Is it possible that Sarbanes-Oxley compliance is becoming a little easier? According to a new survey from Protiviti Inc., organizations today are realizing tangible benefits from updated regulatory rules and guidance pertaining to Section 404 of the Sarbanes-Oxley Act that were issued in May of 2007 by the Public Company Accounting Oversight Board (PCAOB) and U.S. Securities and Exchange Commission (SEC).
According to the study by Protiviti, a global provider of internal audit and risk and advisory services, approximately four in 10 internal audit departments have been able to decrease the amount of time devoted to Sarbanes-Oxley compliance activities since the new guidance and standard were announced.
As a result, these departments are increasing their efforts to "rebalance" toward both more traditional internal audit responsibilities that include regulatory compliance as well as being strategic business advisors to senior management and the board's audit committee.
These are among the many findings of Protiviti's third Internal Audit Rebalancing Study, which surveys and analyzes how organizations are shifting internal auditing responsibilities away from a primary focus on Sarbanes-Oxley compliance to a broader scope of activities. The survey of 321 internal audit professionals was conducted in early 2008. Protiviti's report about the study,
titled "Moving Internal Audit Back into Balance," will be of great interest to C-level executives as well as internal audit professionals seeking greater understanding into the impact of Sarbanes-Oxley compliance activities on their internal audit functions. A complimentary copy of the report is available online at www.protiviti.com/go/rebalancing3.
"The great news here is that the SEC's interpretive guidance and PCAOB Auditing Standard Number 5 are having their desired effects," says Bob Hirth, executive vice president at Protiviti's Internal Audit practice. "Without question, companies have been investing a tremendous amount of time on Sarbanes-Oxley compliance, particularly in the first years after the law went into effect. Our survey findings indicate that as a result of the new information from the SEC and PCAOB, companies are establishing a more finite number of controls, thus enabling them to reduce the time spent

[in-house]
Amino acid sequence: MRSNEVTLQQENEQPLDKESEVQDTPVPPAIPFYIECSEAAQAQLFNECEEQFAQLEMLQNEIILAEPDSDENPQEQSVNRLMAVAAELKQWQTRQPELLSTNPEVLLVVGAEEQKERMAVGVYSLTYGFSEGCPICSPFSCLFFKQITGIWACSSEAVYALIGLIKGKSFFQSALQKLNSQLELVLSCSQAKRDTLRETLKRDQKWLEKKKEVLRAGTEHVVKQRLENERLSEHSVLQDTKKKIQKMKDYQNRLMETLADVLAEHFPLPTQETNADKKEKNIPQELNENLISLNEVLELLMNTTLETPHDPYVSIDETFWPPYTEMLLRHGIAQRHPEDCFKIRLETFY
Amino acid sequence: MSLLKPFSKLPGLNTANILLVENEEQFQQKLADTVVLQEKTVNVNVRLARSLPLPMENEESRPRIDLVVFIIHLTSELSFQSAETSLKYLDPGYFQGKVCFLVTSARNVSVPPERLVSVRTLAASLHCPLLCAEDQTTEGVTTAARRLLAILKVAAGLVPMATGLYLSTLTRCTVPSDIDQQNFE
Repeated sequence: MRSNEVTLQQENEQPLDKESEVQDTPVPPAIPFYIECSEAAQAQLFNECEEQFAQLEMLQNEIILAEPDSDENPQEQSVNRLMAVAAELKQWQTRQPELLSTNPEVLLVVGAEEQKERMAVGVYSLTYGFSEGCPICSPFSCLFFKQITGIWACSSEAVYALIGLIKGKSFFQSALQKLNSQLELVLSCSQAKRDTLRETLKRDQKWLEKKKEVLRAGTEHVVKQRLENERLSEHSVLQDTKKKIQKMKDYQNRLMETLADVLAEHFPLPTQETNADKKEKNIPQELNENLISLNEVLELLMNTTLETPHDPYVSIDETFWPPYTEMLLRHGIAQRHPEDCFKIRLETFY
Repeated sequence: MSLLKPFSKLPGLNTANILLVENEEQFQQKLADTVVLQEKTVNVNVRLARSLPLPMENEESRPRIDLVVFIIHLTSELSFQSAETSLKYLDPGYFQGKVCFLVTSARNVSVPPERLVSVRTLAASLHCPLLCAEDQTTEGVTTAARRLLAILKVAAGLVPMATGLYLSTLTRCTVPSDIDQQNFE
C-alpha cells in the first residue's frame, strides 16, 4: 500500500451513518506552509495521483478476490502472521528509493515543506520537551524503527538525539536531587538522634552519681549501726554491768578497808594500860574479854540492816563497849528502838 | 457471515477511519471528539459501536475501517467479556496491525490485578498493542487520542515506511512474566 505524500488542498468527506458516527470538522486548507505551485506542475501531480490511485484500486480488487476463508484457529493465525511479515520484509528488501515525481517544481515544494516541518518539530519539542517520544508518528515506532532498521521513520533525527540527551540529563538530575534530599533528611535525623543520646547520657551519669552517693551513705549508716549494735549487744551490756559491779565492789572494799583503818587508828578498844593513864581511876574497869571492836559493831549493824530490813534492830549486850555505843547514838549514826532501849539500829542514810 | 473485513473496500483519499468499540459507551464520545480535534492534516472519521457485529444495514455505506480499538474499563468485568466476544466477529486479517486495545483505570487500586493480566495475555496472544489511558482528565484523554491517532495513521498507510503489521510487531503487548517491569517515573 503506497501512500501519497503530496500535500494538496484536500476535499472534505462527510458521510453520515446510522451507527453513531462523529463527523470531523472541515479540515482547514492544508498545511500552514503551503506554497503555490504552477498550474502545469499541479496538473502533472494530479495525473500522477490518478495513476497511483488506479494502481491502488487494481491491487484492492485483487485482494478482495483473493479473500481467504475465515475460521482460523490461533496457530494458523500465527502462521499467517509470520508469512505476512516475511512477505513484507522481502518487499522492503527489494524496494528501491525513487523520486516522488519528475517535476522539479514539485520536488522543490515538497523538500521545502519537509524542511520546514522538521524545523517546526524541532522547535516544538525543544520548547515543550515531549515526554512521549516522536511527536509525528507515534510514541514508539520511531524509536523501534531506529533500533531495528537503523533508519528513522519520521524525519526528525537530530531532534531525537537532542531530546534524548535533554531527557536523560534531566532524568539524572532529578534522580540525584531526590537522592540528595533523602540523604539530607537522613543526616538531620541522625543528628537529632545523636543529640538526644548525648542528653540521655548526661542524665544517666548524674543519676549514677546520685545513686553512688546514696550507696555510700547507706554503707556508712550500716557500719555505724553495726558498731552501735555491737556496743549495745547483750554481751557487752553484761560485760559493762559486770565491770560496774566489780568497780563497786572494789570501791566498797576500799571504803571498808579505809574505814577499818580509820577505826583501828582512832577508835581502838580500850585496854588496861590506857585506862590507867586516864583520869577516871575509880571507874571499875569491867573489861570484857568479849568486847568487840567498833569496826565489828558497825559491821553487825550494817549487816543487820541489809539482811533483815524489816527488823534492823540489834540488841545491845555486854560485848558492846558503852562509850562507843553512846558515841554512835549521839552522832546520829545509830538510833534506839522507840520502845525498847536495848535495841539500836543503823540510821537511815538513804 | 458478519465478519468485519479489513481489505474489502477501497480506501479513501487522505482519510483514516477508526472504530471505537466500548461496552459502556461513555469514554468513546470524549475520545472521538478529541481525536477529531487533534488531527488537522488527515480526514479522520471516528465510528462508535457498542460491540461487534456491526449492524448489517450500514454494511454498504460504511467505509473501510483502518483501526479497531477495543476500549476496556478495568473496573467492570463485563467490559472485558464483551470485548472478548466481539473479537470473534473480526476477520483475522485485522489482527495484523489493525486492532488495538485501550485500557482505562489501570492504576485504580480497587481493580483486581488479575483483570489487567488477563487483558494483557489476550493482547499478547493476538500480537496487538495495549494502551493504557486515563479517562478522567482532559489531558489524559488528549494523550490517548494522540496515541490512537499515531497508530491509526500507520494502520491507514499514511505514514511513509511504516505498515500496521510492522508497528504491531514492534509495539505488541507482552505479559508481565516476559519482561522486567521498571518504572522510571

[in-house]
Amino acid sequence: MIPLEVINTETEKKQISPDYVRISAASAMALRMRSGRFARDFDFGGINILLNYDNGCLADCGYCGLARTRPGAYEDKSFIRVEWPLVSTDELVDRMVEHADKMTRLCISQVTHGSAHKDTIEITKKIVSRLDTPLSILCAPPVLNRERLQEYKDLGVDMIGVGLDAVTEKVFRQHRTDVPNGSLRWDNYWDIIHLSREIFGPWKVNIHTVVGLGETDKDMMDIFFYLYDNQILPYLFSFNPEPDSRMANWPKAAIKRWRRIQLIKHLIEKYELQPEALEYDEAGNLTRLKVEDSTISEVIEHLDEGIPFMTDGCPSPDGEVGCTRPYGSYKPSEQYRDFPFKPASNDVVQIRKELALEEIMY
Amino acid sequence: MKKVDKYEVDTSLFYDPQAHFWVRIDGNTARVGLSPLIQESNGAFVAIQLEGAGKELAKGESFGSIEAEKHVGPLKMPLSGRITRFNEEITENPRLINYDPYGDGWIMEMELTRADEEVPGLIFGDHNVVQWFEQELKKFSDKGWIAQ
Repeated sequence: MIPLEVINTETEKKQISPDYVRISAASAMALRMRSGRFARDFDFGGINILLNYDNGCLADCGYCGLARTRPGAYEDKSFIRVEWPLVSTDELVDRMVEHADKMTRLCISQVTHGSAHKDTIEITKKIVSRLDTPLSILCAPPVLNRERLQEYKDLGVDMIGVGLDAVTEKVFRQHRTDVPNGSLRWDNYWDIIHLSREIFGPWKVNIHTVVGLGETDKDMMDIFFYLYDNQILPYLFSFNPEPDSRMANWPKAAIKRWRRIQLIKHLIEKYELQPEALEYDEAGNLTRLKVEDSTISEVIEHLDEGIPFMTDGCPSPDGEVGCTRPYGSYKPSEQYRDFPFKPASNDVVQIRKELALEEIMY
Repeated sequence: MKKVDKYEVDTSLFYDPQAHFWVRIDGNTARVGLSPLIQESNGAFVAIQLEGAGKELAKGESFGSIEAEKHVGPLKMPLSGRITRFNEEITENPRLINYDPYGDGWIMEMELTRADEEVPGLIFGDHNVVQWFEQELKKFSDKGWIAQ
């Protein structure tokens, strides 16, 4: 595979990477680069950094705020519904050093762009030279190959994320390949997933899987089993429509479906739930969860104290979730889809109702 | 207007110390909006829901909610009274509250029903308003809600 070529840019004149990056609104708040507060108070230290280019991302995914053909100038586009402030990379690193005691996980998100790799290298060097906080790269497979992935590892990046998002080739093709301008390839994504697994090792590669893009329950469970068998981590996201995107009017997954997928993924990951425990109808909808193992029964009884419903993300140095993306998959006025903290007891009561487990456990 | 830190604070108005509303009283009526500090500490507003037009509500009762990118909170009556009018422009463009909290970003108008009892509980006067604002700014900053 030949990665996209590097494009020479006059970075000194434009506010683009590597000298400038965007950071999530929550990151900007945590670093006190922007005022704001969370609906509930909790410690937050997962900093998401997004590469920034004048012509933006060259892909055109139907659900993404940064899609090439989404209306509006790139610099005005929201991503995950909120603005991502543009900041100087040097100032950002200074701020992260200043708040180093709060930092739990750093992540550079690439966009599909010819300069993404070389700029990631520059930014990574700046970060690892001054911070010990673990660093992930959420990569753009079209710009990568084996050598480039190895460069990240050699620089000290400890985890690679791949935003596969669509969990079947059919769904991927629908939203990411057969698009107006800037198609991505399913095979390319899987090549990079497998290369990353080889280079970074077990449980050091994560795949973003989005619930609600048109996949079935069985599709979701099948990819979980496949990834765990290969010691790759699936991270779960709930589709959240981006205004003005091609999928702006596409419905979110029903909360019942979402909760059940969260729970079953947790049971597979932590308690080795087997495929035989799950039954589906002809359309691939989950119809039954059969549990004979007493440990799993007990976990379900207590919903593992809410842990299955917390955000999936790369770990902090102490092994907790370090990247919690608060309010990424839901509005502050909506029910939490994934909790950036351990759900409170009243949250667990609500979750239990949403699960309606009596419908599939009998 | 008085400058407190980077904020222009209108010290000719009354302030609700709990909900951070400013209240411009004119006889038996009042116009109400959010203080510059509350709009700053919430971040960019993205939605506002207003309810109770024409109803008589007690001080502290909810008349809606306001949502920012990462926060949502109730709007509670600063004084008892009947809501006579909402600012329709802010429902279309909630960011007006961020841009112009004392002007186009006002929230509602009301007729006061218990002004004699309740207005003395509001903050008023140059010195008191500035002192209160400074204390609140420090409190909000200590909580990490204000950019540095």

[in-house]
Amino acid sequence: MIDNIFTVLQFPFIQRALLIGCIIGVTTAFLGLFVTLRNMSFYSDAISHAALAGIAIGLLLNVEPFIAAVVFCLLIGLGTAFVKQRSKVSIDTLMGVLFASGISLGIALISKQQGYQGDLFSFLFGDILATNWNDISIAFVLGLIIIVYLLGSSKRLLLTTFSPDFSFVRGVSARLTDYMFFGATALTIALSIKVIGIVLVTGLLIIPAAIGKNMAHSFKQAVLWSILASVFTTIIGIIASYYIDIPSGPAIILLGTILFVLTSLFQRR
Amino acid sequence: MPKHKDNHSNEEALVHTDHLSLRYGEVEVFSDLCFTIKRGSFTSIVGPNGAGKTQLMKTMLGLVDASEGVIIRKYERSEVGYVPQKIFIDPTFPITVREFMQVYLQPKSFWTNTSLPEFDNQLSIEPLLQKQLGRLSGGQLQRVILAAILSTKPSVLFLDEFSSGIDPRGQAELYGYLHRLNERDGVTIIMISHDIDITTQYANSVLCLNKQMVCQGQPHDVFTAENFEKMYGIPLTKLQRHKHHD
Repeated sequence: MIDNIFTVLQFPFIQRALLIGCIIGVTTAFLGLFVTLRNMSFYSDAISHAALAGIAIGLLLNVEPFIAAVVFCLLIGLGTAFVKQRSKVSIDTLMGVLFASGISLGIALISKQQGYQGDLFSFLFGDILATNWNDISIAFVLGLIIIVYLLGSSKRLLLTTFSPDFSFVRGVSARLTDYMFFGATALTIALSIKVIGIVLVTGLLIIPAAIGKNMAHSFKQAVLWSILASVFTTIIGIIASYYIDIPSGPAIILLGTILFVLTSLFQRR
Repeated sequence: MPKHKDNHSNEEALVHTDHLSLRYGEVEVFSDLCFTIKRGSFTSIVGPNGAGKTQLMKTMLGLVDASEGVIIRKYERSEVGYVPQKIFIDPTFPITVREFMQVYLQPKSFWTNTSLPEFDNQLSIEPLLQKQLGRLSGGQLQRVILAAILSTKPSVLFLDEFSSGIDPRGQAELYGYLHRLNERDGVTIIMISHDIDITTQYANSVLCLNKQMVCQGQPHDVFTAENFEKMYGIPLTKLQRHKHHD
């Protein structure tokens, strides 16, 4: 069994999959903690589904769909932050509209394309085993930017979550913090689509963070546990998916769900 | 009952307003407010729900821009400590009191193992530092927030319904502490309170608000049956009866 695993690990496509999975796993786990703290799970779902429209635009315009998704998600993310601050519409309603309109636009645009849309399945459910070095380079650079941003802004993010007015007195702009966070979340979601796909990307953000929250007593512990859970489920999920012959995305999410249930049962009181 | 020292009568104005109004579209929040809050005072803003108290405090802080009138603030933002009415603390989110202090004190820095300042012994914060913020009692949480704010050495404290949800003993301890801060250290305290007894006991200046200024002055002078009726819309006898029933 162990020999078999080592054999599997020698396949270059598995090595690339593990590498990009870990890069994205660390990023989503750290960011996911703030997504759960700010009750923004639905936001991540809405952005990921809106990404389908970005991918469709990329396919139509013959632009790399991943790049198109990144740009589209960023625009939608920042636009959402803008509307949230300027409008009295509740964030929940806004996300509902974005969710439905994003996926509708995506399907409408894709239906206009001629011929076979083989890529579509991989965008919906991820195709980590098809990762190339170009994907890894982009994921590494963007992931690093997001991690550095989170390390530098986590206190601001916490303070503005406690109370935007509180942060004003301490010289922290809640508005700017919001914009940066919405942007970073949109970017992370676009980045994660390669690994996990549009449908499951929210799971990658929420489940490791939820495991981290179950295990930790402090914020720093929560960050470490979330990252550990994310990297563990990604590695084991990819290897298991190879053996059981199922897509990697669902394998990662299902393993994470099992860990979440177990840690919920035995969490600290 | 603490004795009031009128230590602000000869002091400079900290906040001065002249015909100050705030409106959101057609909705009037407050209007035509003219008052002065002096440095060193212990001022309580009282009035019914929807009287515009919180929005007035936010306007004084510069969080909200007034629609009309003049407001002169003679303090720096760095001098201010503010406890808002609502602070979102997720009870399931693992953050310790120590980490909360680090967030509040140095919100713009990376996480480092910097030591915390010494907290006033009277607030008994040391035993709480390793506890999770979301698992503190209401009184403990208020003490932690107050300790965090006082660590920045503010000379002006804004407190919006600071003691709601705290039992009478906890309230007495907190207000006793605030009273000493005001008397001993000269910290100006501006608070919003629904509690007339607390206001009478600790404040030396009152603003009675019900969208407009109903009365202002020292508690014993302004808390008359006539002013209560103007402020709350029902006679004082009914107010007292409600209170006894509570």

on compliance and then shift, or rebalance, their focus to other key areas in the organization."
The survey results also confirmed that external auditors are increasing their reliance on the work of a company's internal auditors, as PCAOB AS5 enables. "This is another positive development in helping organizations streamline the compliance process around Section 404 and internal control
over financial reporting," Hirth says.
Other key findings from Protiviti's 2008 Rebalancing Study include:
The most common activity related to rebalancing is rescoping workloads within the internal audit department. Hirth said that Protiviti's study now shows a three-year trend indicating that rather than hire new resources, more organizations are rescoping workloads.
Similar to the results from last year's study, one in three companies report that rebalancing is underway, and approximately one in five companies report having achieved rebalancing.
The benefit of rebalancing cited most frequently by respondents was "internal audit being able to perform more traditional audits." Also ranking highly was "more appropriate coverage of risk." Hirth explained that executives continue to see the importance of shifting the focus of the internal audit function back to broader responsibilities, which in turn provides them with higher confidence that the internal audit function is improving the organization's overall risk management efforts.
Companies reported that efforts to reduce the total population of controls as well as the number of key controls exceeded significantly what was planned last year (as reported in Protiviti's 2007 Internal Audit Rebalancing Study). "This is a key indicator that PCAOB AS5 and the SEC's interpretive guidance, both of which allow for such reductions, are having the impact that